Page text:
Blocking apoptotic response could preserve fertility in women receiving cancer treatments
Female cancer patients of reproductive age could preserve their fertility during radiation and chemotherapy through treatments that target the DNA damage response in oocytes (the cells that develop into eggs), an approach that works in animal models.
Jackson Laboratory Assistant Professor Ewelina Bolcun-Filas, Ph.D., and Terri L. Woodward, M.D., assistant professor at the University of Texas MD Anderson Cancer Center, describe the method in "Prolonging Reproductive Life after Cancer: The Need for Fertoprotective Therapies," an opinion article in Cell Press Trends in Cancer.
"The good news is that more young women are surviving cancer," Bolcun-Filas says, "reflecting the advent of better and more efficient therapies. But, many cancer treatments increase the risk of premature ovarian insufficiency (POI) and infertility." And while assisted reproductive technologies can address infertility, she says, they fail to preserve ovaries' natural function, which has an important role in women's health that goes beyond reproduction.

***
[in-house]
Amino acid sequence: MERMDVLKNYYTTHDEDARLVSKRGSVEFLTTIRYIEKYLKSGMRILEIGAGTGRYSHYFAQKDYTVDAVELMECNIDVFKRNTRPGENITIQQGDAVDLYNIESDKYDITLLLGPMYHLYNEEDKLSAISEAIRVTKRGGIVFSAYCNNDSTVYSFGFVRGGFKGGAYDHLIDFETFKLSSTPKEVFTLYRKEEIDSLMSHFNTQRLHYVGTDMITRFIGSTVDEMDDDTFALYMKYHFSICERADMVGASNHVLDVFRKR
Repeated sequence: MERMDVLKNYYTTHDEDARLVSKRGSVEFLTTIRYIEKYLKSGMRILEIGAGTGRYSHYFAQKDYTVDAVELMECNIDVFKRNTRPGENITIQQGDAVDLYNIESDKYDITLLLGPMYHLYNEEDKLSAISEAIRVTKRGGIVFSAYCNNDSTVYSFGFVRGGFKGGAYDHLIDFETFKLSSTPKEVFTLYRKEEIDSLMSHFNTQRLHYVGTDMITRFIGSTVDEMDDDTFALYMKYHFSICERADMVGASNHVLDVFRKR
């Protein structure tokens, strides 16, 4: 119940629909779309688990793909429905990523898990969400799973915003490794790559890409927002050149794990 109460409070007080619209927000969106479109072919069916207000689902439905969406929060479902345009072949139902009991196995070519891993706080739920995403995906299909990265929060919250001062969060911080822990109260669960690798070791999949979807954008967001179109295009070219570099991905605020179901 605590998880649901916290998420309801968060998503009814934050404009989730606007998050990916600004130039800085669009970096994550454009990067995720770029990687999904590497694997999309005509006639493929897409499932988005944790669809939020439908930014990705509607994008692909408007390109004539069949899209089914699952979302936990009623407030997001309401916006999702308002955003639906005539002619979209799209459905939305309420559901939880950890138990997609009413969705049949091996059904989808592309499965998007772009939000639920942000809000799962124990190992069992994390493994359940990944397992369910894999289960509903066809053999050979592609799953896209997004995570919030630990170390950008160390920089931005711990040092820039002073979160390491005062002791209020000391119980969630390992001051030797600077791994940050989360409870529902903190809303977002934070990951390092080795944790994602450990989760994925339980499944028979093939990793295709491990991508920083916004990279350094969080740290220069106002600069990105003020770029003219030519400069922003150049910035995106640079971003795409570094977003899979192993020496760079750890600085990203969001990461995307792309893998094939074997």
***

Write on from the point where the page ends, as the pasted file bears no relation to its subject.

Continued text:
Many cancer treatments cause DNA damage, not only in cancer cells but also normal tissue such as in ovaries. The natural response to this damage is thought to be the elimination of damaged oocytes through apoptosis, or programmed cell death. Recent studies in mice by Bolcun-Filas and other researchers demonstrate that targeting proteins involved in apoptosis protects oocytes and prevents infertility in females exposed to radiation.
For the Trends in Cancer article, the researchers reviewed findings demonstrating how cancer therapies induce apoptotic death in oocytes, and how this knowledge could be applied to design better fertoprotective treatments.
"A better appreciation of oocyte response to radiation and anticancer drugs will uncover new targets for the development of specialized therapies to prevent ovarian failure," the researchers state.
The Jackson Laboratory is an independent, nonprofit biomedical research institution with more than 1,700 employees. Headquartered in Bar Harbor, Maine, it has a National Cancer Institute-designated Cancer Center, a facility in Sacramento, Calif., and a genomic medicine institute in Farmington, Conn. Its mission is to discover precise genomic solutions for disease and empower the global biomedical community in the shared quest to improve human health.